Demystifying Technology. Do Smart Contracts Require a New Legal Framework? Regulatory Fragmentation, Self-Regulation, Public Regulation.
53 Pages Posted: 20 Aug 2018
Date Written: May 17, 2018
This paper explores the problem of systematization that new technologies, in particular blockchain-related technologies, entail. From a commercial law perspective, it discusses whether the rules provided in the commercial context for the conclusion of contracts between two “human” parties may be safely extended to blockchain smart contracts. After providing a description of blockchain, and its main properties, followed by a brief analysis of smart contracts, the paper explores the application of some specific commercial rules provided by the Uniform Commercial Code (in particular Article 2) as well as the regulation promulgated for internet contracts in the aftermath of the Internet Era. It also considers state-level regulatory initiatives and the problem of regulatory fragmentation, in contrast to the need for uniform principles expressed by the emergence of the so-called Lex Cryptographia. Further, it emphasizes the importance of both public regulation and self-regulation, and the role of new organizations, in particular the Chamber of Digital Commerce.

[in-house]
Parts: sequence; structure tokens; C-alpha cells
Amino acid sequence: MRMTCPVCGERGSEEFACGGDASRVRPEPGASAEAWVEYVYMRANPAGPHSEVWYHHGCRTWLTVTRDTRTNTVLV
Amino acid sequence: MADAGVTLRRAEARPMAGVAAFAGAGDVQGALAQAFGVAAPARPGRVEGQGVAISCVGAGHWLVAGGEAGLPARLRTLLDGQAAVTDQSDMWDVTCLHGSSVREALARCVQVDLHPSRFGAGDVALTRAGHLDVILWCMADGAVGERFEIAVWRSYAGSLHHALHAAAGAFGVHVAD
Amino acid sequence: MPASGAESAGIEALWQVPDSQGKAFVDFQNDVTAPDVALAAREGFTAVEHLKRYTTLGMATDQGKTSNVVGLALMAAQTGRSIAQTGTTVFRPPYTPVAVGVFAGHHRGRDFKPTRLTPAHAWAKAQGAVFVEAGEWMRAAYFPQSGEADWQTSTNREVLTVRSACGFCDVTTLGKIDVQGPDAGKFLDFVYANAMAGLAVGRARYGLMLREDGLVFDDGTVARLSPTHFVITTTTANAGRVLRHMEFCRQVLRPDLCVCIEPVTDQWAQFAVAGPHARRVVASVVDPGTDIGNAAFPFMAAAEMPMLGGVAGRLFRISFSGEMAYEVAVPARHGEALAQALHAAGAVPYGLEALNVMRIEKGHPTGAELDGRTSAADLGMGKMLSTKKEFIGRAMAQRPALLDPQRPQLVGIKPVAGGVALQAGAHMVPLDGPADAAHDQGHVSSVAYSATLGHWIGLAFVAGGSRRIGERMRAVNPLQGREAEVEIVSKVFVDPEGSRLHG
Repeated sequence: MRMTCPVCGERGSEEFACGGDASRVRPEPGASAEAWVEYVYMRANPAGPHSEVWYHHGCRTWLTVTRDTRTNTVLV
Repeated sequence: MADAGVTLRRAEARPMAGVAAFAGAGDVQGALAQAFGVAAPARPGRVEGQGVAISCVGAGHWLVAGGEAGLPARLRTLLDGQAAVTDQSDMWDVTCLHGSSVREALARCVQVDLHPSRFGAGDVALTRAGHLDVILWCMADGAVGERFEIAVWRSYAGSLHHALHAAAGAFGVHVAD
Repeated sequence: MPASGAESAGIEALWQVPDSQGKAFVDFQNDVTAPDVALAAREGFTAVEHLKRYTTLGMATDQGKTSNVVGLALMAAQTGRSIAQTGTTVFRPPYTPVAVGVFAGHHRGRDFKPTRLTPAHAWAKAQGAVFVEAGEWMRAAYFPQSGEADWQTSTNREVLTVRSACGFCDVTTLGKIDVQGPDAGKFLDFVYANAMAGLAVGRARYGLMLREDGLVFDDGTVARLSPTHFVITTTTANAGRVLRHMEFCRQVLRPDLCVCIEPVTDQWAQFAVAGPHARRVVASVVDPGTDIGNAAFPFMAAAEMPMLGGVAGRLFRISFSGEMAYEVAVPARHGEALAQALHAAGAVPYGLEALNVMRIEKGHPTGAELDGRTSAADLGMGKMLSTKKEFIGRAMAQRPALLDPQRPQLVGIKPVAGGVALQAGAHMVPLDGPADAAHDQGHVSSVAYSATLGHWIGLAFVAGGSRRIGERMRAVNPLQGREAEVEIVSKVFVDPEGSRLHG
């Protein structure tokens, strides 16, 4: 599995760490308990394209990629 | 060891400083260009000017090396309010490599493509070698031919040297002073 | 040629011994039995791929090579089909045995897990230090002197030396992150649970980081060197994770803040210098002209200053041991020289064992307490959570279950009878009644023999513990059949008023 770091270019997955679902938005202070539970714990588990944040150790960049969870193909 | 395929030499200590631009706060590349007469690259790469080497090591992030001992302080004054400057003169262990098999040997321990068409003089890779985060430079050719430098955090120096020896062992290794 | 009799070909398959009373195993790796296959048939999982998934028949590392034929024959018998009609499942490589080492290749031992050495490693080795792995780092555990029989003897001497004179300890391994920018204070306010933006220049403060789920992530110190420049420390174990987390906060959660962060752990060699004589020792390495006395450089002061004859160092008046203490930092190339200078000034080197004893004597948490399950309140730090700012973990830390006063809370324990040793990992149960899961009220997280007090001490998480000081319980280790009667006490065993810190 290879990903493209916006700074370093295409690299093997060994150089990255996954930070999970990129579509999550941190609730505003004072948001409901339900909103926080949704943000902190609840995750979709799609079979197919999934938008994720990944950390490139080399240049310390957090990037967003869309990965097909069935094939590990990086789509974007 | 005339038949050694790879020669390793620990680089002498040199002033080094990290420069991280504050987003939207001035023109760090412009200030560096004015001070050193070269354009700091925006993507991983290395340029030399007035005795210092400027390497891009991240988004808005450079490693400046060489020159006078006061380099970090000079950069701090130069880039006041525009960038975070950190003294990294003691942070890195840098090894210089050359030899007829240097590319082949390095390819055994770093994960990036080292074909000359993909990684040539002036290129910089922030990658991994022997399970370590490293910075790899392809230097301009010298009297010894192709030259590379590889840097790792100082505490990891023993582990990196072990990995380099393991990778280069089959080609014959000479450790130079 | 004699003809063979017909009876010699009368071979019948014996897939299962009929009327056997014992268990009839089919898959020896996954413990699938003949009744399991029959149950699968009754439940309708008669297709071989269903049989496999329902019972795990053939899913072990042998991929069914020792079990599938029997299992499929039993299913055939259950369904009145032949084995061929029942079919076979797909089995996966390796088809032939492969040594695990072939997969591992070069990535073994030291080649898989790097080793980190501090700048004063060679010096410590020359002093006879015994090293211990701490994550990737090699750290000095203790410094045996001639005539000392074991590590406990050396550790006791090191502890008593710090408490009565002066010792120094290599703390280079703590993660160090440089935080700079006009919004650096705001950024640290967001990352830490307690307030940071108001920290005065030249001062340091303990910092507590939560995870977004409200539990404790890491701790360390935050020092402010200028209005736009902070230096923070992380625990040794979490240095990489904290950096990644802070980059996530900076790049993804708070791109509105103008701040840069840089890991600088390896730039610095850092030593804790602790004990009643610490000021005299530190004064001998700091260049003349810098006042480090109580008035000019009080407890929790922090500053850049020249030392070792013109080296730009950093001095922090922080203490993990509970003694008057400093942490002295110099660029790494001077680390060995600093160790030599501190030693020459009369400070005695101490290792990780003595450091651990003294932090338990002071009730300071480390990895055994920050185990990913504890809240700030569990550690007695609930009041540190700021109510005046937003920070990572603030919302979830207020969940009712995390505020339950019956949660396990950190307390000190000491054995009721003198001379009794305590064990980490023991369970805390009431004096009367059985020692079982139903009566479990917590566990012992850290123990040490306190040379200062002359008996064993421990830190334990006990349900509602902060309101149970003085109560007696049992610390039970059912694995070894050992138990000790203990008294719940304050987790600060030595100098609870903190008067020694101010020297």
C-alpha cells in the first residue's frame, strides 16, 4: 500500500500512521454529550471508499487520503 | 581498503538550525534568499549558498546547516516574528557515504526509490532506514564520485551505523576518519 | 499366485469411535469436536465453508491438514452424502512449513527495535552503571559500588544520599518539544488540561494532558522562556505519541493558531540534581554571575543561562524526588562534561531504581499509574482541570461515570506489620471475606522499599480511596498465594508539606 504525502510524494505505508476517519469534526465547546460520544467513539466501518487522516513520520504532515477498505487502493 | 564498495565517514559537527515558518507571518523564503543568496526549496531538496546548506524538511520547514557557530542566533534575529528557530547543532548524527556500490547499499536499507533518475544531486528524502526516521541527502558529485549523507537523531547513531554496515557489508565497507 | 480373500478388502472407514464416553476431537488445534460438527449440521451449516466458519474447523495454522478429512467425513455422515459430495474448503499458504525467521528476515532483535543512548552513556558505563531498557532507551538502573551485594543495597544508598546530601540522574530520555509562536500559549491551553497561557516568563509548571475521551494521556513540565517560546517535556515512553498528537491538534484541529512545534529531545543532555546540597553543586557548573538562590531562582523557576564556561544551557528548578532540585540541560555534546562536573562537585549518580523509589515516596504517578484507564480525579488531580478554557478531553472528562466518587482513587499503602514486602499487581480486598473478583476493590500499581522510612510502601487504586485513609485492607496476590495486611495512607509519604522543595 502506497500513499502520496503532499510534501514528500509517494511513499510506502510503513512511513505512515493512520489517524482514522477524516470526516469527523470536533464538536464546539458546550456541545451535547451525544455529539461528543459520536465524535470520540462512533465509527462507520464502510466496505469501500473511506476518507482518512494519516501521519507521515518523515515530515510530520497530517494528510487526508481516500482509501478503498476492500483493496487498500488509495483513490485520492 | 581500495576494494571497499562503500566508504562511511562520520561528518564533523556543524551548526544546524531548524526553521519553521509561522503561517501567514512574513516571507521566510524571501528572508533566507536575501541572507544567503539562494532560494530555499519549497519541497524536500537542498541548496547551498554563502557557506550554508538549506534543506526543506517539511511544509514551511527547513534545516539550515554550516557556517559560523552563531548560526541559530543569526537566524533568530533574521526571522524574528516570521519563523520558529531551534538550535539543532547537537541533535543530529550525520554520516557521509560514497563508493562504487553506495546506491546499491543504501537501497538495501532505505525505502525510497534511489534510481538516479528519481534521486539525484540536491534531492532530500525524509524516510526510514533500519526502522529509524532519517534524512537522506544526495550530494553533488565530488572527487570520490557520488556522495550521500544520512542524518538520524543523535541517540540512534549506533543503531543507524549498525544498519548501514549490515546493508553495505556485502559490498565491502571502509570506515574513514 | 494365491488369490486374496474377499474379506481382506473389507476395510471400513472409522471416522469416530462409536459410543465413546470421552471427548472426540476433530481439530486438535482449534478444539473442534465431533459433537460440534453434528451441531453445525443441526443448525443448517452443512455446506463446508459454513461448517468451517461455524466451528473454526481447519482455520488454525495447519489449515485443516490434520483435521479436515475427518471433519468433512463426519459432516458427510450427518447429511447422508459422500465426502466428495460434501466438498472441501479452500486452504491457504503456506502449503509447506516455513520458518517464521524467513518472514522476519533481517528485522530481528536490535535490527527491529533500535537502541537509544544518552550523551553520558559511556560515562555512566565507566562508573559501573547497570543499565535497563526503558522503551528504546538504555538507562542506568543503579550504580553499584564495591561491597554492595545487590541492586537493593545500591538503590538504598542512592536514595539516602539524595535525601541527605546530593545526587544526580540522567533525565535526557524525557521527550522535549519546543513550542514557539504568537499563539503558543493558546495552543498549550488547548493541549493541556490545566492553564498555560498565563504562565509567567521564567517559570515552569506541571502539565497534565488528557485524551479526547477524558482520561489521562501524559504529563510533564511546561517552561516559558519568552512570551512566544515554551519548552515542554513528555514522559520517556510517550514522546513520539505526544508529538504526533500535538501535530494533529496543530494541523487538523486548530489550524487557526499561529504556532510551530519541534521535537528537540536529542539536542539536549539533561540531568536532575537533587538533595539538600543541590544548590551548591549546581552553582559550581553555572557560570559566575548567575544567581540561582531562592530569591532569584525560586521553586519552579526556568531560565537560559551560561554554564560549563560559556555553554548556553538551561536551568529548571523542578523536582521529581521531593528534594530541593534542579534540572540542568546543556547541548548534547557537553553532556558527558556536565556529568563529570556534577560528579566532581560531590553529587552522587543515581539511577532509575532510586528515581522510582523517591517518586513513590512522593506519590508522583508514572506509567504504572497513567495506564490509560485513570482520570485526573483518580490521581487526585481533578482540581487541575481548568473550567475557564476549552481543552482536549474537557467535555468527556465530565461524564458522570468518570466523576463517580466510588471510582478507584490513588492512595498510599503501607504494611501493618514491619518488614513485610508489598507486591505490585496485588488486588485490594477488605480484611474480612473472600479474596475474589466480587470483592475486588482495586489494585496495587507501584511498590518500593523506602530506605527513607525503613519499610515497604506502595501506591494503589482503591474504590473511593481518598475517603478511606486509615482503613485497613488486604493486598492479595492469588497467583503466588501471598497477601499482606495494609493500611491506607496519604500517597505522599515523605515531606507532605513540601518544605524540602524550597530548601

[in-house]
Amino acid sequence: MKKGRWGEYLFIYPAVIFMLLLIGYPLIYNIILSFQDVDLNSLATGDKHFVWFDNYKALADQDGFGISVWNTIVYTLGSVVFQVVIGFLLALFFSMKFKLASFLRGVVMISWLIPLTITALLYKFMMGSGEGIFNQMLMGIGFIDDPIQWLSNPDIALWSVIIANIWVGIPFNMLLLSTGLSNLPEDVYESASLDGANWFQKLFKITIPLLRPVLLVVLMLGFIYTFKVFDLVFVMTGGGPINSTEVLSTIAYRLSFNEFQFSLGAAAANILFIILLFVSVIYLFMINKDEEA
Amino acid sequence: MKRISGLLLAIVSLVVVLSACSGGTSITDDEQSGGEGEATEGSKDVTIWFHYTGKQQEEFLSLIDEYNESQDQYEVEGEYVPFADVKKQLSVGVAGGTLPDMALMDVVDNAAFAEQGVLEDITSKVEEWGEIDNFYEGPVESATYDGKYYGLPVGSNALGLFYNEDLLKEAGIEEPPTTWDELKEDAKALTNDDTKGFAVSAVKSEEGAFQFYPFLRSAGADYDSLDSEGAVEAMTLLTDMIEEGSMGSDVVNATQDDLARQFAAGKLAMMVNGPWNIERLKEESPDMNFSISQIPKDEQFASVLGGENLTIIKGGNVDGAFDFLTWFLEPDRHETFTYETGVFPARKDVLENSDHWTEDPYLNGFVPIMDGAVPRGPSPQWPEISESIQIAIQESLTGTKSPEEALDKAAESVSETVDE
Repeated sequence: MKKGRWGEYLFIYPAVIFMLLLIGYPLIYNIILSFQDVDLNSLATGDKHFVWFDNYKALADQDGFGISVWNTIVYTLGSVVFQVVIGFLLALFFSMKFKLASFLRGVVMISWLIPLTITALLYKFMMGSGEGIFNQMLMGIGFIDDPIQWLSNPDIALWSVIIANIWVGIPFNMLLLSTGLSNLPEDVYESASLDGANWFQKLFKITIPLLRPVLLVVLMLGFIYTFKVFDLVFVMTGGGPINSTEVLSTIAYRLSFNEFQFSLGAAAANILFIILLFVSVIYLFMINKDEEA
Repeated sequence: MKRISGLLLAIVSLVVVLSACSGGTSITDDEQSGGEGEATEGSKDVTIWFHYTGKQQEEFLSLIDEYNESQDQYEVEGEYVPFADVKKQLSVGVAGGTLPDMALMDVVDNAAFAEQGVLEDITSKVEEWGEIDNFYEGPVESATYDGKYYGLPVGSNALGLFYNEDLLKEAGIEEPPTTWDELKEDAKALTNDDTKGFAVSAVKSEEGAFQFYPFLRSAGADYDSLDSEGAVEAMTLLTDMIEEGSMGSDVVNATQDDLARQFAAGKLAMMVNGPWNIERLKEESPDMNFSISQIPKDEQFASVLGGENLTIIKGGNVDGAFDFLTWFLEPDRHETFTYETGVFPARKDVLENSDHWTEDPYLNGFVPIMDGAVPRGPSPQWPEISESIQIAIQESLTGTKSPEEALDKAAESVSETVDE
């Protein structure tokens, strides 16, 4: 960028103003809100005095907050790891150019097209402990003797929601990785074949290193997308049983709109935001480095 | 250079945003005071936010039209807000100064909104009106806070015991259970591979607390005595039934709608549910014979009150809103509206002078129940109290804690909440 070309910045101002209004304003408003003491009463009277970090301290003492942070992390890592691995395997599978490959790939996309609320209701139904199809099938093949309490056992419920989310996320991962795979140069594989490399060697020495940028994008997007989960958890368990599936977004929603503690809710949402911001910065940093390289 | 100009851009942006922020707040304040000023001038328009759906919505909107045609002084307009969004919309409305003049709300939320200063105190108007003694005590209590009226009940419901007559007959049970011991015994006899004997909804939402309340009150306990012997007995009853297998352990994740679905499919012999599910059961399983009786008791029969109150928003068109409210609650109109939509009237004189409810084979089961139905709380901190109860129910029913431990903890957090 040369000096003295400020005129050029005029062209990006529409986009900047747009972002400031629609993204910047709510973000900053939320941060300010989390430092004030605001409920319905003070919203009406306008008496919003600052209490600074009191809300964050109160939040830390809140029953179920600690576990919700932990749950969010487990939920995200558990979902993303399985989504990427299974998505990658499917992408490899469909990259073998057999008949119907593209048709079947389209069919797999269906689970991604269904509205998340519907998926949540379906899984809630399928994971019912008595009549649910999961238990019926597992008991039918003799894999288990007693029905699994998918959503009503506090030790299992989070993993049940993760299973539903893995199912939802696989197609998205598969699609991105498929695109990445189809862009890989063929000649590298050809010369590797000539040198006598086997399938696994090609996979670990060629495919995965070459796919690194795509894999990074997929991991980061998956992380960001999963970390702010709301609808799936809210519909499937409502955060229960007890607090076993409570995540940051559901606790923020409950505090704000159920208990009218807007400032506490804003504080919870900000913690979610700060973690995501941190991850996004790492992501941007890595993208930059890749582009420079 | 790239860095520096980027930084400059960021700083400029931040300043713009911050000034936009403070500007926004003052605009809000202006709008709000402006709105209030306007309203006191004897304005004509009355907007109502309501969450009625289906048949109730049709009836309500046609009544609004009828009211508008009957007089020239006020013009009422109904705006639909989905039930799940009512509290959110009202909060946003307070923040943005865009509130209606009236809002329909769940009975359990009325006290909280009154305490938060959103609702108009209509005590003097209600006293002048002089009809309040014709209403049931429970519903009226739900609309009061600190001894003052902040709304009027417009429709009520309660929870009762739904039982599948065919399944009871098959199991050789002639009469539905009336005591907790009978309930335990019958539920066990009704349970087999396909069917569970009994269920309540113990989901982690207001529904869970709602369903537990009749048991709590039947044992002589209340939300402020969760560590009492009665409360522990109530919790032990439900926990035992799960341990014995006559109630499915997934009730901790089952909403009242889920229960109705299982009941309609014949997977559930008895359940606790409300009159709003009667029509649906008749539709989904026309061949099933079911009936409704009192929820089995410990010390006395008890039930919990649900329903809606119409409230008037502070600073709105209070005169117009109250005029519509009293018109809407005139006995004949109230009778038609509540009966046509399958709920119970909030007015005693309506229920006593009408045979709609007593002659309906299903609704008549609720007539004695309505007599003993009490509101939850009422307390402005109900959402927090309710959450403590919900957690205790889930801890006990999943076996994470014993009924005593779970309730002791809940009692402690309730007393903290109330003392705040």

Keywords: Smart Contracts, Blockchain, ICOs, Bitcoin, SEC, CFTC, Federal Regulation, State Regulation, UCC, Self-regulation, Chamber of Digital Commerce, Internet, "do no harm" Approach
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